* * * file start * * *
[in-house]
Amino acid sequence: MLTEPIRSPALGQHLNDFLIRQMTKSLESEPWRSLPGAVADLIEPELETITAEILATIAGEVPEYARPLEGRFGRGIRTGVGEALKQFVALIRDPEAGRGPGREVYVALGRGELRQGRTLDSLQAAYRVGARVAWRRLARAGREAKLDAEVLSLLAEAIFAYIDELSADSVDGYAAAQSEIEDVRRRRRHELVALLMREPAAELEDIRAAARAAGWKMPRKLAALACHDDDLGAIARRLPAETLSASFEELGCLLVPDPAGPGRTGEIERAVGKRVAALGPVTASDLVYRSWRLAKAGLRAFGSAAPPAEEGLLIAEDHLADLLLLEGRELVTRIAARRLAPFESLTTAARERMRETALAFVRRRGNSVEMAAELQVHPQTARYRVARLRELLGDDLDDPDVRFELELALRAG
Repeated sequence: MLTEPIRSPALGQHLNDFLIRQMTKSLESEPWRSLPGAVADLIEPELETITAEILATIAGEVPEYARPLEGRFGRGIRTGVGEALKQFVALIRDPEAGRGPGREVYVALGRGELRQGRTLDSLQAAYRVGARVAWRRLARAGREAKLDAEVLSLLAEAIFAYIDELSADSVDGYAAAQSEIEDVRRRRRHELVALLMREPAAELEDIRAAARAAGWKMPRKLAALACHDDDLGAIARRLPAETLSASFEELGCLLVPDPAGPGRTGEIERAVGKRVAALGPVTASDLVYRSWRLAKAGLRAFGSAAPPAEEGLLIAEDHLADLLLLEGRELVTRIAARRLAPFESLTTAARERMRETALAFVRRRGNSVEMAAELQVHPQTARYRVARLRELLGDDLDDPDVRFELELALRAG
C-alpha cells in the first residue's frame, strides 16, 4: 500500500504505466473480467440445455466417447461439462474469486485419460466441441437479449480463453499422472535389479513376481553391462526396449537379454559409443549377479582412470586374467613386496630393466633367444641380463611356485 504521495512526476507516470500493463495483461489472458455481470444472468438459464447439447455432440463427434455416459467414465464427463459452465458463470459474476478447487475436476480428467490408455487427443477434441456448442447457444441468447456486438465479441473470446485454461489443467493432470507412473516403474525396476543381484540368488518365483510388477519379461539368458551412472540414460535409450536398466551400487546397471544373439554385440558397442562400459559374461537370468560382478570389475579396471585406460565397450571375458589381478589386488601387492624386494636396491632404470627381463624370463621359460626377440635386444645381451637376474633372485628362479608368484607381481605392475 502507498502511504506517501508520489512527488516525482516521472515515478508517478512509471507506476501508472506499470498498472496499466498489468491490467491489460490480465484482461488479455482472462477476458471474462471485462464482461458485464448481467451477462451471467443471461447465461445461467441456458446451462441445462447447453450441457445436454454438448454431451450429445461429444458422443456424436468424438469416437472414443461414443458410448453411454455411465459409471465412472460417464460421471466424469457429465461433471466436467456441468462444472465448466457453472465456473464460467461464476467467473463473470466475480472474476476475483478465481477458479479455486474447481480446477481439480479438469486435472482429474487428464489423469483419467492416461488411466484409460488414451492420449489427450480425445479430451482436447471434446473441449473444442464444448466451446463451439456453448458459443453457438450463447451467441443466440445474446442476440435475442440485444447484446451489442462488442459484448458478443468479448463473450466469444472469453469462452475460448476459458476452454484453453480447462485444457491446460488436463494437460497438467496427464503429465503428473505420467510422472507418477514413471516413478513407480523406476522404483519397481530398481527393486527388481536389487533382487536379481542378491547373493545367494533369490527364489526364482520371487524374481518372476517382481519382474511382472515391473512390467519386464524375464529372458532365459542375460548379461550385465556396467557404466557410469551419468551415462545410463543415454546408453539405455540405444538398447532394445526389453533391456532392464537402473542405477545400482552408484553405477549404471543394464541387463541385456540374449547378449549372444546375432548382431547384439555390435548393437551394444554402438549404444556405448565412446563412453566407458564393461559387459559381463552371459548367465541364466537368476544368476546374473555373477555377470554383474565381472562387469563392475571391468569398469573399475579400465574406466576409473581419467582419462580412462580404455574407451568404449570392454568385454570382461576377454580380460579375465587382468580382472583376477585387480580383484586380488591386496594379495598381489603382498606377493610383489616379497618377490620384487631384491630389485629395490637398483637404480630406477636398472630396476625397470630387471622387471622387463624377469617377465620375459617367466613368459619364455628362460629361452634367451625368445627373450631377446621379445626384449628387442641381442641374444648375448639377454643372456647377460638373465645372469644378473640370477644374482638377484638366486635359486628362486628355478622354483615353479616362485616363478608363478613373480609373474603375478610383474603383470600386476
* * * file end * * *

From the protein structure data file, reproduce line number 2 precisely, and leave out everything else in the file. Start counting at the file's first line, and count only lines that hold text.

Amino acid sequence: MLTEPIRSPALGQHLNDFLIRQMTKSLESEPWRSLPGAVADLIEPELETITAEILATIAGEVPEYARPLEGRFGRGIRTGVGEALKQFVALIRDPEAGRGPGREVYVALGRGELRQGRTLDSLQAAYRVGARVAWRRLARAGREAKLDAEVLSLLAEAIFAYIDELSADSVDGYAAAQSEIEDVRRRRRHELVALLMREPAAELEDIRAAARAAGWKMPRKLAALACHDDDLGAIARRLPAETLSASFEELGCLLVPDPAGPGRTGEIERAVGKRVAALGPVTASDLVYRSWRLAKAGLRAFGSAAPPAEEGLLIAEDHLADLLLLEGRELVTRIAARRLAPFESLTTAARERMRETALAFVRRRGNSVEMAAELQVHPQTARYRVARLRELLGDDLDDPDVRFELELALRAG